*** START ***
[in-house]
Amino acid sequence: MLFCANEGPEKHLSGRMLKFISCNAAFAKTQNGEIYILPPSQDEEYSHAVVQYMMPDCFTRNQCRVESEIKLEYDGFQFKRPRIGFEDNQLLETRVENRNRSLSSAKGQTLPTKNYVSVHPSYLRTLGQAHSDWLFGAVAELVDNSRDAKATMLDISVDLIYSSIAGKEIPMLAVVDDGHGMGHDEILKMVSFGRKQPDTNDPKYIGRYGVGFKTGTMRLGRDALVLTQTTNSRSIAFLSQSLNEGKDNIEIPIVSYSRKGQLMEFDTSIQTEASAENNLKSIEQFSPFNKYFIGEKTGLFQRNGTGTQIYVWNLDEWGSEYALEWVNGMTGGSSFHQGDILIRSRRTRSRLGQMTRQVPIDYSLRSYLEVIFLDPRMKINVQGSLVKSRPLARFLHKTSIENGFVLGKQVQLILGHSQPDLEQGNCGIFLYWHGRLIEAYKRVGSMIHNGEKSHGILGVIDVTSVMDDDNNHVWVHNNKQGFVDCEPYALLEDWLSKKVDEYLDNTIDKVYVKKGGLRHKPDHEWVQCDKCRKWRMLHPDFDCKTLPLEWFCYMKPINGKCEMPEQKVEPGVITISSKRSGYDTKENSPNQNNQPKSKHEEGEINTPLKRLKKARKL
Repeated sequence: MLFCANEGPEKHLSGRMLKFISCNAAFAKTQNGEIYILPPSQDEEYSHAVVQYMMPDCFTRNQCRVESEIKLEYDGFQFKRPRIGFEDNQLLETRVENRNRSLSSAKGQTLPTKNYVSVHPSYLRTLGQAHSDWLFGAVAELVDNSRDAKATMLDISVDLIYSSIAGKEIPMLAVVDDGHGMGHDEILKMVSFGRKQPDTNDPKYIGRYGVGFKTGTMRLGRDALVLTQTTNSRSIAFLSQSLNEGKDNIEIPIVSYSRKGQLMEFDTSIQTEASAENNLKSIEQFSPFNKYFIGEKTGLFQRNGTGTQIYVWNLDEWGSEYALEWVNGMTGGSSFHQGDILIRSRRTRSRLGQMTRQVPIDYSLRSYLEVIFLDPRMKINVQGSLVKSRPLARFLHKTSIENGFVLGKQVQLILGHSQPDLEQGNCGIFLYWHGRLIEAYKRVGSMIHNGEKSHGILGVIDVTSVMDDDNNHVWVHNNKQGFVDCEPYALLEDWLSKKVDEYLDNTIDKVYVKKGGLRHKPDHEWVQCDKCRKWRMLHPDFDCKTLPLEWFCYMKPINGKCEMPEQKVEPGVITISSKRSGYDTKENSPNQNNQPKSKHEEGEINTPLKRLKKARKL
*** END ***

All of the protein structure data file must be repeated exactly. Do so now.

[in-house]
Amino acid sequence: MLFCANEGPEKHLSGRMLKFISCNAAFAKTQNGEIYILPPSQDEEYSHAVVQYMMPDCFTRNQCRVESEIKLEYDGFQFKRPRIGFEDNQLLETRVENRNRSLSSAKGQTLPTKNYVSVHPSYLRTLGQAHSDWLFGAVAELVDNSRDAKATMLDISVDLIYSSIAGKEIPMLAVVDDGHGMGHDEILKMVSFGRKQPDTNDPKYIGRYGVGFKTGTMRLGRDALVLTQTTNSRSIAFLSQSLNEGKDNIEIPIVSYSRKGQLMEFDTSIQTEASAENNLKSIEQFSPFNKYFIGEKTGLFQRNGTGTQIYVWNLDEWGSEYALEWVNGMTGGSSFHQGDILIRSRRTRSRLGQMTRQVPIDYSLRSYLEVIFLDPRMKINVQGSLVKSRPLARFLHKTSIENGFVLGKQVQLILGHSQPDLEQGNCGIFLYWHGRLIEAYKRVGSMIHNGEKSHGILGVIDVTSVMDDDNNHVWVHNNKQGFVDCEPYALLEDWLSKKVDEYLDNTIDKVYVKKGGLRHKPDHEWVQCDKCRKWRMLHPDFDCKTLPLEWFCYMKPINGKCEMPEQKVEPGVITISSKRSGYDTKENSPNQNNQPKSKHEEGEINTPLKRLKKARKL
Repeated sequence: MLFCANEGPEKHLSGRMLKFISCNAAFAKTQNGEIYILPPSQDEEYSHAVVQYMMPDCFTRNQCRVESEIKLEYDGFQFKRPRIGFEDNQLLETRVENRNRSLSSAKGQTLPTKNYVSVHPSYLRTLGQAHSDWLFGAVAELVDNSRDAKATMLDISVDLIYSSIAGKEIPMLAVVDDGHGMGHDEILKMVSFGRKQPDTNDPKYIGRYGVGFKTGTMRLGRDALVLTQTTNSRSIAFLSQSLNEGKDNIEIPIVSYSRKGQLMEFDTSIQTEASAENNLKSIEQFSPFNKYFIGEKTGLFQRNGTGTQIYVWNLDEWGSEYALEWVNGMTGGSSFHQGDILIRSRRTRSRLGQMTRQVPIDYSLRSYLEVIFLDPRMKINVQGSLVKSRPLARFLHKTSIENGFVLGKQVQLILGHSQPDLEQGNCGIFLYWHGRLIEAYKRVGSMIHNGEKSHGILGVIDVTSVMDDDNNHVWVHNNKQGFVDCEPYALLEDWLSKKVDEYLDNTIDKVYVKKGGLRHKPDHEWVQCDKCRKWRMLHPDFDCKTLPLEWFCYMKPINGKCEMPEQKVEPGVITISSKRSGYDTKENSPNQNNQPKSKHEEGEINTPLKRLKKARKL